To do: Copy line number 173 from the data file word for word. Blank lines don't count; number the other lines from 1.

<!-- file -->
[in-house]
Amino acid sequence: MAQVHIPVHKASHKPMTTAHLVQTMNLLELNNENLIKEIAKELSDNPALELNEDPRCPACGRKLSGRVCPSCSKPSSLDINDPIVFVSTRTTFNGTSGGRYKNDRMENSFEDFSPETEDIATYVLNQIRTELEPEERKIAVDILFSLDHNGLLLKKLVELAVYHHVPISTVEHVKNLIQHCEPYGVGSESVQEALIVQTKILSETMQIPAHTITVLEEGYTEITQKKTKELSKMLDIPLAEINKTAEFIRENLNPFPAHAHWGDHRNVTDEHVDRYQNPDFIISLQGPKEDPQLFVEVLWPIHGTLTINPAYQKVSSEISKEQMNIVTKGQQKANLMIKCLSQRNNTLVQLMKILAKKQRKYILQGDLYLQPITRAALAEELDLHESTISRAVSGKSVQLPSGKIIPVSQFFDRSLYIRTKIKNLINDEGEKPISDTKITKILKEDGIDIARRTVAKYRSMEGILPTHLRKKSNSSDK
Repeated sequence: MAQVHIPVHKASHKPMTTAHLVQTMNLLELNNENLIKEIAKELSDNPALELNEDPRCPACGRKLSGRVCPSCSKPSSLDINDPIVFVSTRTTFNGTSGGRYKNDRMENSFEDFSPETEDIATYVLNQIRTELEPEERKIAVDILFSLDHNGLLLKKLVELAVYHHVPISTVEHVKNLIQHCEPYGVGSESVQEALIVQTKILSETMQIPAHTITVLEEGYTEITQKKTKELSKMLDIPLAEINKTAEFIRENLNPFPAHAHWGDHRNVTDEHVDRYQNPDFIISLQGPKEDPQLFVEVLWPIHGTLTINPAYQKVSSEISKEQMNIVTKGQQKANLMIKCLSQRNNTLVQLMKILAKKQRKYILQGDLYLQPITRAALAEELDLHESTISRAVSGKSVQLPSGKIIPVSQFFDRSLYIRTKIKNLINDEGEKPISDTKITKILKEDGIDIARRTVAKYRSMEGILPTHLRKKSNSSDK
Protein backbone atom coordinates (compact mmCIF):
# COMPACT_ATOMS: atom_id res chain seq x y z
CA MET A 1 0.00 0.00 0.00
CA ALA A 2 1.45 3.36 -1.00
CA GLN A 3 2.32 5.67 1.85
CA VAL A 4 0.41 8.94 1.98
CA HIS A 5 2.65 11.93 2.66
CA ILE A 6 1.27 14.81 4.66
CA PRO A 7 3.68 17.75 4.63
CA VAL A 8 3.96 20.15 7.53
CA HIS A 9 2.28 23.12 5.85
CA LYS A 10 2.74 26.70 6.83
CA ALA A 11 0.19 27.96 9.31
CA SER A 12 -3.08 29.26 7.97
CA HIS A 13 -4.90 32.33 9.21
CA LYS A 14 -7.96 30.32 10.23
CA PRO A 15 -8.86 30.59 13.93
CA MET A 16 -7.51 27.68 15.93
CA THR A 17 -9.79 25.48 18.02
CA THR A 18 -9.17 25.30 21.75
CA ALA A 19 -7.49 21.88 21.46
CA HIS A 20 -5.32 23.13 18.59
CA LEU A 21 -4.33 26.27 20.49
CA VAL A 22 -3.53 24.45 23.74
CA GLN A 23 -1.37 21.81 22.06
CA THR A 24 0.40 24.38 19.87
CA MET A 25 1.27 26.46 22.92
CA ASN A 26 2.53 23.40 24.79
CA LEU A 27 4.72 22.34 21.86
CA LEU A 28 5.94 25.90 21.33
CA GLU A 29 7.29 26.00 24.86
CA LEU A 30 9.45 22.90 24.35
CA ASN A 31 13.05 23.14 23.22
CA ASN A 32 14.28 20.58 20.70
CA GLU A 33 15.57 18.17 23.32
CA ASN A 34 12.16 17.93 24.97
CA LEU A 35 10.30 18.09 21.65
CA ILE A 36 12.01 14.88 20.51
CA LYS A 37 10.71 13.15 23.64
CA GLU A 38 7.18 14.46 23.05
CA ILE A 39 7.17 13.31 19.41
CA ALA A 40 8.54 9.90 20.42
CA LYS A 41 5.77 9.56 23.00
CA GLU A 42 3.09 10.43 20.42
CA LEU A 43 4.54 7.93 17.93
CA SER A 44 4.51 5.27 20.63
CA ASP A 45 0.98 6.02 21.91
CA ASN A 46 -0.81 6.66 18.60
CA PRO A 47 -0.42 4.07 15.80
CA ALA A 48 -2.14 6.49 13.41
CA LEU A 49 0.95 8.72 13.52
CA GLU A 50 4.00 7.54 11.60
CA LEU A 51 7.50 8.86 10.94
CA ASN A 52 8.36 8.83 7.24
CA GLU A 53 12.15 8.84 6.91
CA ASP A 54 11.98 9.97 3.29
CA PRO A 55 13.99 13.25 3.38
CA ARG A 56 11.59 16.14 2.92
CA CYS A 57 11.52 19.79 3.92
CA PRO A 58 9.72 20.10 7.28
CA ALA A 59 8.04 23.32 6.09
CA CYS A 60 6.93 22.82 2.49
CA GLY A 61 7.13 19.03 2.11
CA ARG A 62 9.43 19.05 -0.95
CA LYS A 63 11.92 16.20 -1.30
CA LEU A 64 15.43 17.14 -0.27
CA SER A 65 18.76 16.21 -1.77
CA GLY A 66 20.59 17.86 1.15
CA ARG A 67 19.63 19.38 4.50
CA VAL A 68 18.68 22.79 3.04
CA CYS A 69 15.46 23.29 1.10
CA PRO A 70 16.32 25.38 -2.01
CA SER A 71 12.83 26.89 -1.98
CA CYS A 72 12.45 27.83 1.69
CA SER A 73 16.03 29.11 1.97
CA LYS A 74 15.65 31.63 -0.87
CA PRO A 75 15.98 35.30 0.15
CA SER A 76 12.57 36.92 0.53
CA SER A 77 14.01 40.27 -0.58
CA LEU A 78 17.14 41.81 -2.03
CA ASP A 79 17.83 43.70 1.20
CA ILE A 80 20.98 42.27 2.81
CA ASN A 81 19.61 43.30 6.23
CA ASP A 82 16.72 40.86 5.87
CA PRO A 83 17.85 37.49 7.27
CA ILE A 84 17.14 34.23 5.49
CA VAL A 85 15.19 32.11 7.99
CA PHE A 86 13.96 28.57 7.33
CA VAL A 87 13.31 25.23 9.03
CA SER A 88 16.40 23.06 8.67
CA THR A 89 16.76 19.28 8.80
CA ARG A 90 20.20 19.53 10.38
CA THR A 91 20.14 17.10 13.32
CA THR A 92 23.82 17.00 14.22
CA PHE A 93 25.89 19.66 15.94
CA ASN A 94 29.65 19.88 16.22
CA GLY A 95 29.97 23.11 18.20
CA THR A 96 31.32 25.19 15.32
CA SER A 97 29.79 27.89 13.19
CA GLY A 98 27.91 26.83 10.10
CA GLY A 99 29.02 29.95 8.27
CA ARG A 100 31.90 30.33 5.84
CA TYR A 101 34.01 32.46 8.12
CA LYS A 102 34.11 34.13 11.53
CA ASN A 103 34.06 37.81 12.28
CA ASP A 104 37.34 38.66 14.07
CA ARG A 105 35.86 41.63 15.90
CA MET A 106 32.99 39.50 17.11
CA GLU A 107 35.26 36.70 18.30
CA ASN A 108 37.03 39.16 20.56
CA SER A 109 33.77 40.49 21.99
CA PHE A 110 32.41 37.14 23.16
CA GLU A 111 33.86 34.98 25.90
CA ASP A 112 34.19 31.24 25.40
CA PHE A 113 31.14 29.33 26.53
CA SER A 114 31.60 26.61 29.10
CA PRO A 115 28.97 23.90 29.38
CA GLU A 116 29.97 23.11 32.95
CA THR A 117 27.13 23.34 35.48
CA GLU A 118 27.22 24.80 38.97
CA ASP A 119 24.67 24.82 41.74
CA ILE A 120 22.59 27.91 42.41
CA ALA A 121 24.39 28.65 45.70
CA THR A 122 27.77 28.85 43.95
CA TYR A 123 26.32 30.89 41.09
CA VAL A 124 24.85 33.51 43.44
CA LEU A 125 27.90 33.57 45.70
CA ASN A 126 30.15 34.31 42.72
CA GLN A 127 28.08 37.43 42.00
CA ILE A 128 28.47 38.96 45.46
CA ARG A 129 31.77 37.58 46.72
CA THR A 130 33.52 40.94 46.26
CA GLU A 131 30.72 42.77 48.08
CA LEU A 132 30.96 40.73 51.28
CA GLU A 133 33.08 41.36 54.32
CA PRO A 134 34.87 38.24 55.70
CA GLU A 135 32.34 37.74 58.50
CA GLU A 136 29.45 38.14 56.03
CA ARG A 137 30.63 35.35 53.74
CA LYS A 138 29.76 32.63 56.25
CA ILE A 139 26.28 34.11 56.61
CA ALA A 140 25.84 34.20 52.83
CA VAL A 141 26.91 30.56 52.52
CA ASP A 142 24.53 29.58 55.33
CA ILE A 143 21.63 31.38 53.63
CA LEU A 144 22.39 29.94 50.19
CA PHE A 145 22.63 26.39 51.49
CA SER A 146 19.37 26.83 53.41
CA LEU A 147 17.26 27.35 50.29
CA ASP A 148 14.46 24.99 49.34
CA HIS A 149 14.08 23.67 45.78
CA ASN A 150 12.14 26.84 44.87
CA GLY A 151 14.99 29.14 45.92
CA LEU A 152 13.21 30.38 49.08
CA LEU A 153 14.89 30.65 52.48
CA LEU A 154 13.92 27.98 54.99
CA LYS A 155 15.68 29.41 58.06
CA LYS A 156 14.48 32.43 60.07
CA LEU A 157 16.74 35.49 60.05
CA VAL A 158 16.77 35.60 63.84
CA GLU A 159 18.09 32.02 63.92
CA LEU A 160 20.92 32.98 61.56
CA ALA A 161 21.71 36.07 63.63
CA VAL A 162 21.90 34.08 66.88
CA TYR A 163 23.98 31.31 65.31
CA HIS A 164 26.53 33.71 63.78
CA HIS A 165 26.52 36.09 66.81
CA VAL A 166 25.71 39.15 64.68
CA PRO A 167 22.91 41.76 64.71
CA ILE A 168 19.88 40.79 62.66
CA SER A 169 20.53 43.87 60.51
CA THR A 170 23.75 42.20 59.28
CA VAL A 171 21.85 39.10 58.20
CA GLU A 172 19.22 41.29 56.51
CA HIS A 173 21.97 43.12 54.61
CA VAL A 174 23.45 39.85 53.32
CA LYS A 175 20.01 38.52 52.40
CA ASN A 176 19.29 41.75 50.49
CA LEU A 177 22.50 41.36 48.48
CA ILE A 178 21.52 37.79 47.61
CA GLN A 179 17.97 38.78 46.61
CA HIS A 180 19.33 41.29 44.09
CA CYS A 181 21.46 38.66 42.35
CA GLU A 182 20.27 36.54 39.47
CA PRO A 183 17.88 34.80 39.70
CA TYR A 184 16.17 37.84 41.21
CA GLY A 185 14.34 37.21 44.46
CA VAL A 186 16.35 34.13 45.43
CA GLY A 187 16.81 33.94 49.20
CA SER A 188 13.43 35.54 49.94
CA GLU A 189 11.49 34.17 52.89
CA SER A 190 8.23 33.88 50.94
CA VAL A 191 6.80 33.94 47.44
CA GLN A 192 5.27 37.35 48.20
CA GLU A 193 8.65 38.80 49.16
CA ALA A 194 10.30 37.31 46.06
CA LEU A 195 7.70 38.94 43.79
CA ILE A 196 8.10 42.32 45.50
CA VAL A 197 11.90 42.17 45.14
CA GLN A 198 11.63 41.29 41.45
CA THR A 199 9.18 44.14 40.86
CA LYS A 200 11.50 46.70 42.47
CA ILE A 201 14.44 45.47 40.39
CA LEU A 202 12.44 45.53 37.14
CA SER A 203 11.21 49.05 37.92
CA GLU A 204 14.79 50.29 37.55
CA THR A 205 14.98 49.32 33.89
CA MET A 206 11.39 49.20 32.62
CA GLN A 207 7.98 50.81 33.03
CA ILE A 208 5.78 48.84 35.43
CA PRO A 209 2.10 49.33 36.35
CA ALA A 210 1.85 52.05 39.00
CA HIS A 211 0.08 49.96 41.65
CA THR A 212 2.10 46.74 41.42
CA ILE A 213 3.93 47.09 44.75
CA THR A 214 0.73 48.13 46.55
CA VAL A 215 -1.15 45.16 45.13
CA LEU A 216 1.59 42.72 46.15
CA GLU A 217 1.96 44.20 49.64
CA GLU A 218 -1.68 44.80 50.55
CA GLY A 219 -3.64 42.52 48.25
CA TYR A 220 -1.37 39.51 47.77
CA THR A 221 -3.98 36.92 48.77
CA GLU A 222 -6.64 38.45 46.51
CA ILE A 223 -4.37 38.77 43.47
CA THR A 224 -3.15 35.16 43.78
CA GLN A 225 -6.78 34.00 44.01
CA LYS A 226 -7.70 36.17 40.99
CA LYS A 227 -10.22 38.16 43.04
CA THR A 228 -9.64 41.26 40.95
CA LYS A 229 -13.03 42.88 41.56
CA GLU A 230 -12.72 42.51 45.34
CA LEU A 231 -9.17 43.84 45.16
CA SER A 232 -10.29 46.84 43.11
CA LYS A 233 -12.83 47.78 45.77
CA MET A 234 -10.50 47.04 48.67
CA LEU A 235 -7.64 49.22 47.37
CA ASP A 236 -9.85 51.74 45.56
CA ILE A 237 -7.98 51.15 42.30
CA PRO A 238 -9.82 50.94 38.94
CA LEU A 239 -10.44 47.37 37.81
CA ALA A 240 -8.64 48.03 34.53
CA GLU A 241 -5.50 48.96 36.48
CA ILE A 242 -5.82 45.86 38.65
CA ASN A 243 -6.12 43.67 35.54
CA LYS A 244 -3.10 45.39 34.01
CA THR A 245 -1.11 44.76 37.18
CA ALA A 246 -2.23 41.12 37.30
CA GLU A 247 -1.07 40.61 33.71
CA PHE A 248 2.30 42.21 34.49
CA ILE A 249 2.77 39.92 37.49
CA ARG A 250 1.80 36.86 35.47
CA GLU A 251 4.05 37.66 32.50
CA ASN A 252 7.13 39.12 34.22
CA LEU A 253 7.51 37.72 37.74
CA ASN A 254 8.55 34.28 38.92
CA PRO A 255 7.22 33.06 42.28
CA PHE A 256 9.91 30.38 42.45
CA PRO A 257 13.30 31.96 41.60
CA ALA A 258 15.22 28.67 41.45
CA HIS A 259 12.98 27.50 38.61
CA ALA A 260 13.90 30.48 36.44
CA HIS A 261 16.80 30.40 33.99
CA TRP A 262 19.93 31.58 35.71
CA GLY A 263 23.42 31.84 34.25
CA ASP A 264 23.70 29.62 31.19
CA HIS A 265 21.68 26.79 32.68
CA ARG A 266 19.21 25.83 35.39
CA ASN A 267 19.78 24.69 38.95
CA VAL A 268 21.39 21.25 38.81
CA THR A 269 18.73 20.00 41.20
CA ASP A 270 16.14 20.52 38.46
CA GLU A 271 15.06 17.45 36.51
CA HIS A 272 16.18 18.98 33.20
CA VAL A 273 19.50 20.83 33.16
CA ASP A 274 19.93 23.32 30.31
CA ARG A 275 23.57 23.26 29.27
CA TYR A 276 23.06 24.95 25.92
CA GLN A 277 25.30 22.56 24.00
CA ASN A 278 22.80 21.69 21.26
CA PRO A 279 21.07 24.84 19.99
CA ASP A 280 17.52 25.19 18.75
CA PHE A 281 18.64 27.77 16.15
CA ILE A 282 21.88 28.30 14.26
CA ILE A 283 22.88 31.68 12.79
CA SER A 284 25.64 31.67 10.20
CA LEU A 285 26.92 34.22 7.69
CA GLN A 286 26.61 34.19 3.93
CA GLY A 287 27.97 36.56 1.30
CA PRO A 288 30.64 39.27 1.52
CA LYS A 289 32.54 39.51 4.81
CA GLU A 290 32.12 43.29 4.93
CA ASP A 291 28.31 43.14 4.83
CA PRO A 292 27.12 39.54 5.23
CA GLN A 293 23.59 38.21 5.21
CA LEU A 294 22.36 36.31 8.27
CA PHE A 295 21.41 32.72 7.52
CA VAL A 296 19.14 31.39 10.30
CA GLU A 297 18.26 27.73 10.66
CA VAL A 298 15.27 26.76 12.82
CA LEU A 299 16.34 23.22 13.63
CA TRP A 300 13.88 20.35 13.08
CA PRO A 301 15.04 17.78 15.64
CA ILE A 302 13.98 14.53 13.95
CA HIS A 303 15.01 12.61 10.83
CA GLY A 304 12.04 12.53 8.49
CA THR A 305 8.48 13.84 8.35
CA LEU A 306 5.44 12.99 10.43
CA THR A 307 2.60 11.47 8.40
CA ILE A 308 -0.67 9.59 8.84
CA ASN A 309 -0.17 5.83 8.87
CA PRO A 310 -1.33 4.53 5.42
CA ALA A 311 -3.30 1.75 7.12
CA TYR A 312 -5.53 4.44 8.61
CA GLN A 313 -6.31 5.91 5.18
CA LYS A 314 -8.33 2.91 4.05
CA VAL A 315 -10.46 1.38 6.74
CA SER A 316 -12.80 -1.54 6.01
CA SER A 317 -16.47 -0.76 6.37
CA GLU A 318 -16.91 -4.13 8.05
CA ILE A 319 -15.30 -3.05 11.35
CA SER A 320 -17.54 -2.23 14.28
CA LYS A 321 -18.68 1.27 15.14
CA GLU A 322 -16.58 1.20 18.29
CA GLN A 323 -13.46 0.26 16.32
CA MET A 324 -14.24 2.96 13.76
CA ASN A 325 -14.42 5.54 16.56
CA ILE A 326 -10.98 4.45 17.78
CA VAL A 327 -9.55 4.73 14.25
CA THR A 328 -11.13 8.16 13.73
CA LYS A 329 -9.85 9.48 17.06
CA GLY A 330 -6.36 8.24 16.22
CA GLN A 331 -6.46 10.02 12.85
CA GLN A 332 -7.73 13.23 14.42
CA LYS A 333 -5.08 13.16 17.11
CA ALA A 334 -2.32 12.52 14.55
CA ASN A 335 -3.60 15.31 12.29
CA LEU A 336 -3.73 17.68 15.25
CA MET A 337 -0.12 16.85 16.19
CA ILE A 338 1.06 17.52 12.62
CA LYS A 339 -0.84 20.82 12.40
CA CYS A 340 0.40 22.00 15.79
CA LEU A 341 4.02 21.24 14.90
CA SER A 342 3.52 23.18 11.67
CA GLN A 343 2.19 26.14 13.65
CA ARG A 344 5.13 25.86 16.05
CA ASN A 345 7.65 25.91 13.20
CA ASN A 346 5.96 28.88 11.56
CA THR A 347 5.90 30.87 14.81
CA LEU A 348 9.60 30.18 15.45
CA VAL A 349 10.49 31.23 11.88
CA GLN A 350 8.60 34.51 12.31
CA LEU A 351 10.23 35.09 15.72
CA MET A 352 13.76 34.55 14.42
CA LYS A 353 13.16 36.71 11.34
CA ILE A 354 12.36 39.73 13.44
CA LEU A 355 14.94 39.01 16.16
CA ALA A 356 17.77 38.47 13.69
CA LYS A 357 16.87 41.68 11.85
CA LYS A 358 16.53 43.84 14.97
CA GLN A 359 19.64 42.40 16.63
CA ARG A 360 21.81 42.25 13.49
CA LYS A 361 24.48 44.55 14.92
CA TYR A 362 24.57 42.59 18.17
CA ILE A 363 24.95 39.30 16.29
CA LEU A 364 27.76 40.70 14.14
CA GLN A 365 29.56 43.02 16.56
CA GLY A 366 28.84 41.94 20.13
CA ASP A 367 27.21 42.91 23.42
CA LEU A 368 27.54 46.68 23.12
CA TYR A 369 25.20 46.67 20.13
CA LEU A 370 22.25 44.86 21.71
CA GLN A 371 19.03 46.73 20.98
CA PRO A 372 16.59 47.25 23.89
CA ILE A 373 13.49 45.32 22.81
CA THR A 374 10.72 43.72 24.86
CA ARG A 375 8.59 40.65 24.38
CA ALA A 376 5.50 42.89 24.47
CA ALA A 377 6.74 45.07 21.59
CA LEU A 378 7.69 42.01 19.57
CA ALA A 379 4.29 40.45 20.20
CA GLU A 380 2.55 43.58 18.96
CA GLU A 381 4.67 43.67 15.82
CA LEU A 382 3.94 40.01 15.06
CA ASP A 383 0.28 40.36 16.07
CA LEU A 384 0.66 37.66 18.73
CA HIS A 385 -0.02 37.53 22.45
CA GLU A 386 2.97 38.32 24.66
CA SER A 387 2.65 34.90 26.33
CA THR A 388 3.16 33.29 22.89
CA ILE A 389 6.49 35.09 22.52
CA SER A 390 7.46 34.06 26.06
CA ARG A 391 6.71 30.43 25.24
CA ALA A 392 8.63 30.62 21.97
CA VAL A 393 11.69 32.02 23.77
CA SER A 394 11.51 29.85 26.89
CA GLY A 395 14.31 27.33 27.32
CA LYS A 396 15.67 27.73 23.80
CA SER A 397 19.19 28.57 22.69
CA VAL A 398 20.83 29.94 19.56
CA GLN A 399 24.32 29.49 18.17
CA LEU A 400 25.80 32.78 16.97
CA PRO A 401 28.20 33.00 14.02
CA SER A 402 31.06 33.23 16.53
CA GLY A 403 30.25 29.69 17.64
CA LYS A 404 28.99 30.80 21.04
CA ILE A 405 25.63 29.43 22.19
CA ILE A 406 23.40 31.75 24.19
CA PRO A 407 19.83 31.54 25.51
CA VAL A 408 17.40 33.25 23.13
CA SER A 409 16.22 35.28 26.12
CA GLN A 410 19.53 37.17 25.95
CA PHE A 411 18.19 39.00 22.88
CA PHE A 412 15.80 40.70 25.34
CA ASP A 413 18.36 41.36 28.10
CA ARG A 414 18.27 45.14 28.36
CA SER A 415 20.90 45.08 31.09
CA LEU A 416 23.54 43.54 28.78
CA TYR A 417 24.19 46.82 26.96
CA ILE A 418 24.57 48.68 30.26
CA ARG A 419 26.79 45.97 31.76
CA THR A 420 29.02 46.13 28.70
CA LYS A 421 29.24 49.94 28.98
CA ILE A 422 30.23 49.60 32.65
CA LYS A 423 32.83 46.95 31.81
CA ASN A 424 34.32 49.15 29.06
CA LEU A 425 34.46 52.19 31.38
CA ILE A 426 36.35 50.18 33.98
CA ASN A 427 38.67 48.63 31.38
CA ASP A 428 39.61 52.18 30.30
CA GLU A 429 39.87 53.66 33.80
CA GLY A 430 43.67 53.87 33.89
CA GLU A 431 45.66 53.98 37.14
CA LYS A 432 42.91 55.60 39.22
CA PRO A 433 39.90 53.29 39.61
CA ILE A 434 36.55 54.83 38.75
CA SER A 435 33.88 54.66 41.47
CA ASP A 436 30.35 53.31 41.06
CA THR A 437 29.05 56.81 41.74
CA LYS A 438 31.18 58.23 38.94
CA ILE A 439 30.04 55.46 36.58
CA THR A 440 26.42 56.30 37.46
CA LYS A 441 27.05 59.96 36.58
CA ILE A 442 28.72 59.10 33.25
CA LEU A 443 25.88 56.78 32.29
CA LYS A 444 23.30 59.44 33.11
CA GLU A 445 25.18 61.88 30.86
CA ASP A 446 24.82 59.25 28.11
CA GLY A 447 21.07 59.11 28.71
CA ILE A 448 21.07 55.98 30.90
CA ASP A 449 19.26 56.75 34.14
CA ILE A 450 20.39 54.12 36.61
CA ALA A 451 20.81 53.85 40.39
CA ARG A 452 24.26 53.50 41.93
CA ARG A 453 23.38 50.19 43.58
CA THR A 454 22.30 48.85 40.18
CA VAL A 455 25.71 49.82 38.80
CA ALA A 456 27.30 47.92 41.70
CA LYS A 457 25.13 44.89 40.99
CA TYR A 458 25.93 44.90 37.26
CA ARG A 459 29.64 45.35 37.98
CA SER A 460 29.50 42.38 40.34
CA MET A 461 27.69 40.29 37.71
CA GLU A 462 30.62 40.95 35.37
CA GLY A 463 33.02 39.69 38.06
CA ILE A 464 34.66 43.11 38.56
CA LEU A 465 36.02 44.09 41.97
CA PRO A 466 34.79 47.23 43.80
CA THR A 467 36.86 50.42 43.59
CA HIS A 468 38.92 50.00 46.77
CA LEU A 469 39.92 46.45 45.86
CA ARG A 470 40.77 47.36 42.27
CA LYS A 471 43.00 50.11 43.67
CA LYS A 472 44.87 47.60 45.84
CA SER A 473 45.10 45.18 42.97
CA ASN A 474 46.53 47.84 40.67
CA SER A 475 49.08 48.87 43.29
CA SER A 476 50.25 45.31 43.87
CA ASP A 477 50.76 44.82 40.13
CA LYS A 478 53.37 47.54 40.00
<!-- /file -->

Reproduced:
CA ILE A 168 19.88 40.79 62.66